Muslim Converts, Meet the FBI

By Colbert I. King
Saturday, August 20, 2005

Shortly after the London bombings, it became fashionable for some American commentators to cite the alienation of British Muslims as an example of a massive failure of assimilation -- a state of affairs, they asserted, that is inconceivable in the United States.

Americanization, went their argument, has virtually eliminated teeming groups of disaffected Islamic immigrants within our shores.

Well, that may be true but it's not the whole truth concerning American Muslims.

Islam in the United States is not solely the province of immigrants from North Africa, the Middle East and South Asia. The largest and fastest-growing ethnic group of American Muslims is African Americans, whose estimated numbers range between 1.3 million and 2 million. Most, by the way, are Sunni Muslims and not followers of Minister Louis Farrakhan's racially exclusive Nation of Islam.

What's more, the group within the African American Muslim community that is experiencing the most explosive growth is probably the least assimilated: black inmates. Good statistics are hard to come by, but one estimate places the number of Muslim converts in prison above 250,000. What brings them to Islam? Survival? Acceptance? Rejection of Christianity? Spiritual transformation?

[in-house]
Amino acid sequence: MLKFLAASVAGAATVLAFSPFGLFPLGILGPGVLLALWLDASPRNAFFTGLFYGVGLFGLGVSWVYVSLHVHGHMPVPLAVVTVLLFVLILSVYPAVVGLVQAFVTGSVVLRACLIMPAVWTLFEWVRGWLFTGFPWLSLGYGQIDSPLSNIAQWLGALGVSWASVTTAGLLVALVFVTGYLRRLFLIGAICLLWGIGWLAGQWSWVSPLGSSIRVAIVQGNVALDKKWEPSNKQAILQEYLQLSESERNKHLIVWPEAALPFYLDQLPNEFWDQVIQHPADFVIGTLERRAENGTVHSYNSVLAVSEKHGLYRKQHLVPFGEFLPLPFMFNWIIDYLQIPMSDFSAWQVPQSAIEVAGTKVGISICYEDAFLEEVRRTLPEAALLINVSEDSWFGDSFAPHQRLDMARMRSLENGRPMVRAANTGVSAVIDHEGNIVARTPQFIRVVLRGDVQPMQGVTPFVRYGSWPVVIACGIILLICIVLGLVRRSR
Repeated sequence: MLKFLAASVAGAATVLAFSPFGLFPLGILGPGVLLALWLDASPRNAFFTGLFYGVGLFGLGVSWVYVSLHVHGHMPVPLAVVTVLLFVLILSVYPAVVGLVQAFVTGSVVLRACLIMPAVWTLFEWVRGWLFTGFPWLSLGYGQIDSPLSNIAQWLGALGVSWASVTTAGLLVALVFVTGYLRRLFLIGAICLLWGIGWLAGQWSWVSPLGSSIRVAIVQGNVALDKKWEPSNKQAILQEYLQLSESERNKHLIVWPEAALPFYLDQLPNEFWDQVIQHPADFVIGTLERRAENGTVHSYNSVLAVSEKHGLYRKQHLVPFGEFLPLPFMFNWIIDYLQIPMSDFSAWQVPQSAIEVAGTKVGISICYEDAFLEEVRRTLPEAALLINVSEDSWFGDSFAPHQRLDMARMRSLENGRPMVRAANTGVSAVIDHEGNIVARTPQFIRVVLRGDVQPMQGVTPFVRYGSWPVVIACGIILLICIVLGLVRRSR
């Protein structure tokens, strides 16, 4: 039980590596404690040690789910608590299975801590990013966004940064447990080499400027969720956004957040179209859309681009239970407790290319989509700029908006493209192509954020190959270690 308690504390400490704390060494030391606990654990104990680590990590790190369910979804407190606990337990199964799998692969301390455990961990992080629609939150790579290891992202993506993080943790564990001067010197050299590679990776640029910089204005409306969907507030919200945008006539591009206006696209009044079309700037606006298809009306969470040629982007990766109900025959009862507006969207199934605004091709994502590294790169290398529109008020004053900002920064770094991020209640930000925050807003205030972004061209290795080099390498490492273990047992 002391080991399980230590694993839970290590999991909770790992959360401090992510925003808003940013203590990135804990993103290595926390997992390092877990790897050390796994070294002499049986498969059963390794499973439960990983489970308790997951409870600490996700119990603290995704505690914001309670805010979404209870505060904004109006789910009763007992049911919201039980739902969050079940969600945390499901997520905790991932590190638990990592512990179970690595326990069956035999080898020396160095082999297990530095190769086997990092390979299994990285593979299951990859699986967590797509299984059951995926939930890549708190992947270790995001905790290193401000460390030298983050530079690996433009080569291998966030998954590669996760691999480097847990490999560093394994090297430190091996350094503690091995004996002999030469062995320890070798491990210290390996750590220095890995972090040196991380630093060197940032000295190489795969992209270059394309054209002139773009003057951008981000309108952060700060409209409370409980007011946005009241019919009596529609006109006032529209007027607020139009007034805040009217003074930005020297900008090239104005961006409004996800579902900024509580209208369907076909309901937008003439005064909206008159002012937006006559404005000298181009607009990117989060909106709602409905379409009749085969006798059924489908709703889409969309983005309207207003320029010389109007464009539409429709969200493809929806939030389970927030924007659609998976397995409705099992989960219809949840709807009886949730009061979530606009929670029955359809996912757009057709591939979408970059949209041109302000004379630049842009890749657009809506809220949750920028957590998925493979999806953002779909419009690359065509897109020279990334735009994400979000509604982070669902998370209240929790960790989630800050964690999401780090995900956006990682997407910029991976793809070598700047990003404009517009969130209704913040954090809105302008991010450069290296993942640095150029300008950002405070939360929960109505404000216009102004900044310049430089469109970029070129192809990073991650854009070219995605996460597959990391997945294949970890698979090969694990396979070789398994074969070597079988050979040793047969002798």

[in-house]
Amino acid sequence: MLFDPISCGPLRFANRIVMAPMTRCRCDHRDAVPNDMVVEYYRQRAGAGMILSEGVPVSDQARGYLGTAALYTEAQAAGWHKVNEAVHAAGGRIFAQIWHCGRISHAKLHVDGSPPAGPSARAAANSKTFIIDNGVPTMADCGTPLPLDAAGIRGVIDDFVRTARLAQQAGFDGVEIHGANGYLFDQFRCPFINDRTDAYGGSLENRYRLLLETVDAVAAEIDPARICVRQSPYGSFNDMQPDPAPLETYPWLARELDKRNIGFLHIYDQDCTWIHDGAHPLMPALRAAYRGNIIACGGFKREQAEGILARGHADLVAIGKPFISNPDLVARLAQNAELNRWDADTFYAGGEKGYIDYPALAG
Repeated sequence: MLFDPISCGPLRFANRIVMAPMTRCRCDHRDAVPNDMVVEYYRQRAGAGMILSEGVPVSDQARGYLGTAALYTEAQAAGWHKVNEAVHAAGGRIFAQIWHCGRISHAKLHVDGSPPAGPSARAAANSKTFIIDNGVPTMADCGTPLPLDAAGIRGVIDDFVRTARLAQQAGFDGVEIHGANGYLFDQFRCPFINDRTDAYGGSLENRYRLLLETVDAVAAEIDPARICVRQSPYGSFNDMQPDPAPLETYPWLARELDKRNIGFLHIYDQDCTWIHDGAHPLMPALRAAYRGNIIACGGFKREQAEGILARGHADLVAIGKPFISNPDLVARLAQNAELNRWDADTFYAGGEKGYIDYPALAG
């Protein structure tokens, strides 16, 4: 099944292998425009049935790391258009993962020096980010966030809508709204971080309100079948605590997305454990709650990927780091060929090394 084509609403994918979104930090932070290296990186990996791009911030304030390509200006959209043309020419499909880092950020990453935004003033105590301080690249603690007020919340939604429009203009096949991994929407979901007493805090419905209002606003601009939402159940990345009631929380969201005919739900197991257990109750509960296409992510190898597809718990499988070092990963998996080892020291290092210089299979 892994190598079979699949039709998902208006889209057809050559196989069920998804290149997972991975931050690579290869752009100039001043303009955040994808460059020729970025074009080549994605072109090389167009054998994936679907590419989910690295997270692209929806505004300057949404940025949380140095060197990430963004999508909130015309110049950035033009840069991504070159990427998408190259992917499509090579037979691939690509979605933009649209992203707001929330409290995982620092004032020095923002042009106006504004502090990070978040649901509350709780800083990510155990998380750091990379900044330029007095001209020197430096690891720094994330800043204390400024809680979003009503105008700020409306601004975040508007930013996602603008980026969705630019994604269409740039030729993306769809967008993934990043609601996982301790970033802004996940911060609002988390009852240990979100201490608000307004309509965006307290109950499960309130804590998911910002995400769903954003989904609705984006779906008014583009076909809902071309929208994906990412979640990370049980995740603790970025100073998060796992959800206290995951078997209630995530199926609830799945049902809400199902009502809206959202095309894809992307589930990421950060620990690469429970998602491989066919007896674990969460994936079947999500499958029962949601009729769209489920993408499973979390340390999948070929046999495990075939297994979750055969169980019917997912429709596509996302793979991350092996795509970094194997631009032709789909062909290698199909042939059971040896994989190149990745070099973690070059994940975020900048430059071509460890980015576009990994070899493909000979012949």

One thing for sure: It's not Americanization.

Which gets us to the FBI, converts to Islam and a possible terrorist plot in California.

When FBI director Robert S. Mueller III joined us at The Post for lunch in June 2002, Muslim converts in prison seemed to be the last folks on his mind. At the time, Mueller was preoccupied with discussing the bureau's new post-9/11 mandate to detect and foil terrorist actions against American targets before they happened.

Not so today.

Mueller recently told Congress that one area of the war on terrorism that causes him great concern is the potential for extremist groups such as al Qaeda to recruit radicalized American Muslim converts. Mueller drew a bead on the American prison system, which he described in written testimony as "fertile ground for extremists who exploit both a prisoner's conversion to Islam while still in prison, as well as their socioeconomic status and placement in the community upon their release."

That concern is no longer theoretical.

This week brought news that three California men are currently being investigated as part of a possible plot to launch assaults against National Guard facilities this Sept. 11 and against Jewish targets on Yom Kippur.

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